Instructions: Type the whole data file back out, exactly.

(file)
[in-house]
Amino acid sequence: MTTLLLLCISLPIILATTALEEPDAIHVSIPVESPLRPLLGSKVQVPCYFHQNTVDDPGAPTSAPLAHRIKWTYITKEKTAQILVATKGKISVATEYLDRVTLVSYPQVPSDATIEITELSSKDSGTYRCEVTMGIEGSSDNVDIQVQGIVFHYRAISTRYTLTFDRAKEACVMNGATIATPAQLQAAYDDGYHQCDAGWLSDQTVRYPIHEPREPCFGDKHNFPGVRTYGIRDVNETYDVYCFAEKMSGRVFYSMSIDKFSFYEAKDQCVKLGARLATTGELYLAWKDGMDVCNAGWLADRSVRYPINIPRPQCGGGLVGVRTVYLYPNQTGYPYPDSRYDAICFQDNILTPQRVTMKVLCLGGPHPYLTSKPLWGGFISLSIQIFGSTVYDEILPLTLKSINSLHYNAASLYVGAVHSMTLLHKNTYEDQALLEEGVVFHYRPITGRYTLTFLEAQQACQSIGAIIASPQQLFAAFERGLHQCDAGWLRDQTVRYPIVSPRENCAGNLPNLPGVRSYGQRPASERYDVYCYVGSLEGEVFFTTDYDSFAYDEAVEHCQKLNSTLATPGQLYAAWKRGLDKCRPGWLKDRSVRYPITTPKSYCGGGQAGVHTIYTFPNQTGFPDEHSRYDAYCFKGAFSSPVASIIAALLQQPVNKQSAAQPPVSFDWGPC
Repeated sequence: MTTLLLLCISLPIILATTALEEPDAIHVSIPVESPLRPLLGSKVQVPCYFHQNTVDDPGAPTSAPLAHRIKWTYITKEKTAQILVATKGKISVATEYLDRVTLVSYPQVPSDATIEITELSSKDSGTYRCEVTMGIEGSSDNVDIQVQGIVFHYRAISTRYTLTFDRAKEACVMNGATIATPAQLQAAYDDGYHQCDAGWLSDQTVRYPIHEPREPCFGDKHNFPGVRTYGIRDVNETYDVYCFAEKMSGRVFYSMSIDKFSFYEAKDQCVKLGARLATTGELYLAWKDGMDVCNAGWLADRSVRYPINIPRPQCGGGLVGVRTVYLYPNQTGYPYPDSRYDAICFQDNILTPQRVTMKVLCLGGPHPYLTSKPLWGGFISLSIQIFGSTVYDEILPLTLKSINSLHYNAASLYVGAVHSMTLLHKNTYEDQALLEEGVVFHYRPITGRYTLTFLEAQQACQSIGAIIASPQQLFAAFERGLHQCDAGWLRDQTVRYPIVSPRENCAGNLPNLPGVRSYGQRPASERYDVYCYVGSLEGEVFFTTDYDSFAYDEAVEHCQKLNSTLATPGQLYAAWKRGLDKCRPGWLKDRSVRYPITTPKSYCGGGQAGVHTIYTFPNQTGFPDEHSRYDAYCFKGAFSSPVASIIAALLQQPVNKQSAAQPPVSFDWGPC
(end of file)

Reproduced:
[in-house]
Amino acid sequence: MTTLLLLCISLPIILATTALEEPDAIHVSIPVESPLRPLLGSKVQVPCYFHQNTVDDPGAPTSAPLAHRIKWTYITKEKTAQILVATKGKISVATEYLDRVTLVSYPQVPSDATIEITELSSKDSGTYRCEVTMGIEGSSDNVDIQVQGIVFHYRAISTRYTLTFDRAKEACVMNGATIATPAQLQAAYDDGYHQCDAGWLSDQTVRYPIHEPREPCFGDKHNFPGVRTYGIRDVNETYDVYCFAEKMSGRVFYSMSIDKFSFYEAKDQCVKLGARLATTGELYLAWKDGMDVCNAGWLADRSVRYPINIPRPQCGGGLVGVRTVYLYPNQTGYPYPDSRYDAICFQDNILTPQRVTMKVLCLGGPHPYLTSKPLWGGFISLSIQIFGSTVYDEILPLTLKSINSLHYNAASLYVGAVHSMTLLHKNTYEDQALLEEGVVFHYRPITGRYTLTFLEAQQACQSIGAIIASPQQLFAAFERGLHQCDAGWLRDQTVRYPIVSPRENCAGNLPNLPGVRSYGQRPASERYDVYCYVGSLEGEVFFTTDYDSFAYDEAVEHCQKLNSTLATPGQLYAAWKRGLDKCRPGWLKDRSVRYPITTPKSYCGGGQAGVHTIYTFPNQTGFPDEHSRYDAYCFKGAFSSPVASIIAALLQQPVNKQSAAQPPVSFDWGPC
Repeated sequence: MTTLLLLCISLPIILATTALEEPDAIHVSIPVESPLRPLLGSKVQVPCYFHQNTVDDPGAPTSAPLAHRIKWTYITKEKTAQILVATKGKISVATEYLDRVTLVSYPQVPSDATIEITELSSKDSGTYRCEVTMGIEGSSDNVDIQVQGIVFHYRAISTRYTLTFDRAKEACVMNGATIATPAQLQAAYDDGYHQCDAGWLSDQTVRYPIHEPREPCFGDKHNFPGVRTYGIRDVNETYDVYCFAEKMSGRVFYSMSIDKFSFYEAKDQCVKLGARLATTGELYLAWKDGMDVCNAGWLADRSVRYPINIPRPQCGGGLVGVRTVYLYPNQTGYPYPDSRYDAICFQDNILTPQRVTMKVLCLGGPHPYLTSKPLWGGFISLSIQIFGSTVYDEILPLTLKSINSLHYNAASLYVGAVHSMTLLHKNTYEDQALLEEGVVFHYRPITGRYTLTFLEAQQACQSIGAIIASPQQLFAAFERGLHQCDAGWLRDQTVRYPIVSPRENCAGNLPNLPGVRSYGQRPASERYDVYCYVGSLEGEVFFTTDYDSFAYDEAVEHCQKLNSTLATPGQLYAAWKRGLDKCRPGWLKDRSVRYPITTPKSYCGGGQAGVHTIYTFPNQTGFPDEHSRYDAYCFKGAFSSPVASIIAALLQQPVNKQSAAQPPVSFDWGPC